TypeScript 2.0 is almost out, and today we’re happy to show just how close we are with our release candidate! If you haven’t used TypeScript yet, check out the intro tutorial on our website to get started.
An astute observer has probably noticed that I’m using jQuery in my Angular2 example application. “The horror! Revoke his Angular2 license now!!” I’m in no way saying this is a best practice or even a good practice. Including jQuery is not required or even desirable for most Angular2 applications. Angular1 had a dependency on jQuery or its own jQuery-lite version, but for Angular2 this is no longer the case. jQuery will also cause problems for other scenarios, like pre-rendering the Angular2 application on the server or in a web worker, because jQuery components are expecting to work with the physical DOM. Plus it weights your application down with additional dependencies that will cause the application to load more slowly for a user. But using jQuery was practical for this situation and gives me the chance to demonstrate how Angular2 can interoperate with existing web technologies. Let’s take a step back and look why jQuery might be worth considering in certain scenarios. User Interface Widgets There’s been much discussion about creating general purpose user interface components (commonly called “widgets”). Think of widgets as resuable pieces of user interface that can help you to build your application, for example, a progress bar, Read More
In this article I will show how to use the ahead of time compiler (AOT) in Angular 2 to improve performance.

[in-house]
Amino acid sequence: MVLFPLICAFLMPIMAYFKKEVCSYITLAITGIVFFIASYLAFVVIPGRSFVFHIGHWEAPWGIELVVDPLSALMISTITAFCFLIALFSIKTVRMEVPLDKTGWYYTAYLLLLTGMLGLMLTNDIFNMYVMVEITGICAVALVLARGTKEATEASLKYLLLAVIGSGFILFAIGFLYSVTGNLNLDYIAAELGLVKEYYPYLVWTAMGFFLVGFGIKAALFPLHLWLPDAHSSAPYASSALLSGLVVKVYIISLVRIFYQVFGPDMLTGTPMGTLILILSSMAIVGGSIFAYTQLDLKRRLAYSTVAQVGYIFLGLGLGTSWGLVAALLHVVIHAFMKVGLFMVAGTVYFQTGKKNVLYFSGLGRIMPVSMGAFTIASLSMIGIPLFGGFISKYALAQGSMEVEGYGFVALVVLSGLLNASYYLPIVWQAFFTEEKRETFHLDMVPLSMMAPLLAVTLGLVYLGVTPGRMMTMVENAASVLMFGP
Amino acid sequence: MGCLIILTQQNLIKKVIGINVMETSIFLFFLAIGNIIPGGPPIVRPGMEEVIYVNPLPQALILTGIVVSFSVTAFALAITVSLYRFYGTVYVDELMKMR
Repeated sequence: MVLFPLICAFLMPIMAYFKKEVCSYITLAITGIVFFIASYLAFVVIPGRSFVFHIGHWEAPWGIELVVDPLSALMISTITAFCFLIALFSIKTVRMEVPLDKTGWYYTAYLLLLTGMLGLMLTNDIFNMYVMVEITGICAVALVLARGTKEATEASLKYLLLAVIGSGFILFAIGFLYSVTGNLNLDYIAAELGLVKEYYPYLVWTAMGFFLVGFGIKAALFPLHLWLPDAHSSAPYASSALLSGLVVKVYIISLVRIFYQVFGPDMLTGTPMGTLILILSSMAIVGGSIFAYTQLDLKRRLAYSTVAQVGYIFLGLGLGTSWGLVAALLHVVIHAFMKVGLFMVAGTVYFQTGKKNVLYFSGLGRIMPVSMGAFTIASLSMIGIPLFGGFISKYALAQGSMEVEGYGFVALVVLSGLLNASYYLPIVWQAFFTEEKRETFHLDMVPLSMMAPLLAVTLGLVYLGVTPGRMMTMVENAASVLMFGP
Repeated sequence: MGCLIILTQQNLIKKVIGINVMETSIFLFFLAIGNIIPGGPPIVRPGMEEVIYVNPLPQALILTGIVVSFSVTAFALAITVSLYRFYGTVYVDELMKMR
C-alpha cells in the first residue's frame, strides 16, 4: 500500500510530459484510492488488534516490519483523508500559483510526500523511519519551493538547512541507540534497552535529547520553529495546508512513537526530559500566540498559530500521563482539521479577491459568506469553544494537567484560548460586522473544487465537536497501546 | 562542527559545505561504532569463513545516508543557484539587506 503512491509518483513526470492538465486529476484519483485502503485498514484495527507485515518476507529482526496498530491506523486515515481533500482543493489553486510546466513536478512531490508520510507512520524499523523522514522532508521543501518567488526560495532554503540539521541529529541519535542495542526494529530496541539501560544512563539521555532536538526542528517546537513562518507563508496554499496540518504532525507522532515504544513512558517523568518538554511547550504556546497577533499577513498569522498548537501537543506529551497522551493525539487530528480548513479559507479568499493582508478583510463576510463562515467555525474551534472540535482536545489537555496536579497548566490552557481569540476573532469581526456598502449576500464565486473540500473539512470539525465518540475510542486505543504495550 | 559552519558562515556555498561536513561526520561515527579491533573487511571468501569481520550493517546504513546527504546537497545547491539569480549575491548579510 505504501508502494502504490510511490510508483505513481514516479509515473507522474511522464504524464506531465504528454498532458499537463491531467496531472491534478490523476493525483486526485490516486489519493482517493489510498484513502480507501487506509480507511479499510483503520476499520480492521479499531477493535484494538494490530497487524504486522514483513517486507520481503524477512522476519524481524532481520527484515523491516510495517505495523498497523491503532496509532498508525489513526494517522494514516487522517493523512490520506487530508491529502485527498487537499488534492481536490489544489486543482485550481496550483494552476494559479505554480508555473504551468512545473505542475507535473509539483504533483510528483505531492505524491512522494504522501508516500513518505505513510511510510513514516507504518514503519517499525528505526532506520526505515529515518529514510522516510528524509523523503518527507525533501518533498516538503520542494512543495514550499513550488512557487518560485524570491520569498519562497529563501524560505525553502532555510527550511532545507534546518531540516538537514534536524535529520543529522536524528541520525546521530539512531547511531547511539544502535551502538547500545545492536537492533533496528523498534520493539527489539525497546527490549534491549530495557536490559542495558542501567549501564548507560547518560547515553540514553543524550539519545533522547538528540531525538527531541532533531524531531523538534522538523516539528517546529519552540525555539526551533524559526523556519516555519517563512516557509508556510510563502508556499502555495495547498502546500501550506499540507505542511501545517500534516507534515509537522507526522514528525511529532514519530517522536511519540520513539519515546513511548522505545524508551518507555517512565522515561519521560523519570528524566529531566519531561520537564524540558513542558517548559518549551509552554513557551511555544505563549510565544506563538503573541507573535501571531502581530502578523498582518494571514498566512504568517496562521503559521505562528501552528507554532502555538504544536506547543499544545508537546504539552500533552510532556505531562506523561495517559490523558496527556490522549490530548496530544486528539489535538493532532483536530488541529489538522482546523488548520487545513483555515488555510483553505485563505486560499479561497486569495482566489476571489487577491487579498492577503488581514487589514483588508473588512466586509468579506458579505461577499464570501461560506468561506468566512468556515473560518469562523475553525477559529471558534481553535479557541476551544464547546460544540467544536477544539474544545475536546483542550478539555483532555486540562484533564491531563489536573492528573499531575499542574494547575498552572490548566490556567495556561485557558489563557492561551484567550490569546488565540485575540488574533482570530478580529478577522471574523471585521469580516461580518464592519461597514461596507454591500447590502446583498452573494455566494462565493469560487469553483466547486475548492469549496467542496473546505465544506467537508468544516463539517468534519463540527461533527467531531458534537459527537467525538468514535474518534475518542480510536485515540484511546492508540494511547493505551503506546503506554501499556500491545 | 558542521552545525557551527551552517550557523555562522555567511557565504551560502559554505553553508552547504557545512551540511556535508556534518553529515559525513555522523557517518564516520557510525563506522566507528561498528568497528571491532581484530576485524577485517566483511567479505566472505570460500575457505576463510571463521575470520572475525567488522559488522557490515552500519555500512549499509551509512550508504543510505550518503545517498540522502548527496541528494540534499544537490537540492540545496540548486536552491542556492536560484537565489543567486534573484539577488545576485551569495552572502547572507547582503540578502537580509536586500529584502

Take a look at the steps needed to set up a test-driven Angular 2 project with Webpack and TypeScript.
Recently I added Ahead-of-Time (AoT) compilation support to angular2-seed and received a lot of questions about it. In this post we’re going to explore in depth the Angular 2 AoT compilation. We will start from the beginning by answering the following questions:
Today we’re publishing Angular 2 RC5 – including:
- Support for @NgModule decorators
- FormsModule, RouterModule, and Material Design modules make it easier to use these libraries
- Ahead-of-time (AoT) compilation for components and services
- Lazy-loading support for the router
Angular Modules help organize an application into cohesive blocks of functionality.
An Angular Module class is adorned with the NgModule decorator that defines metadata about the module.
This chapter explains how to create
NgModuleclasses and how to load them, either immediately when the application launches or later, as needed, via the Router.
Source: Angular Modules (NgModule) – ts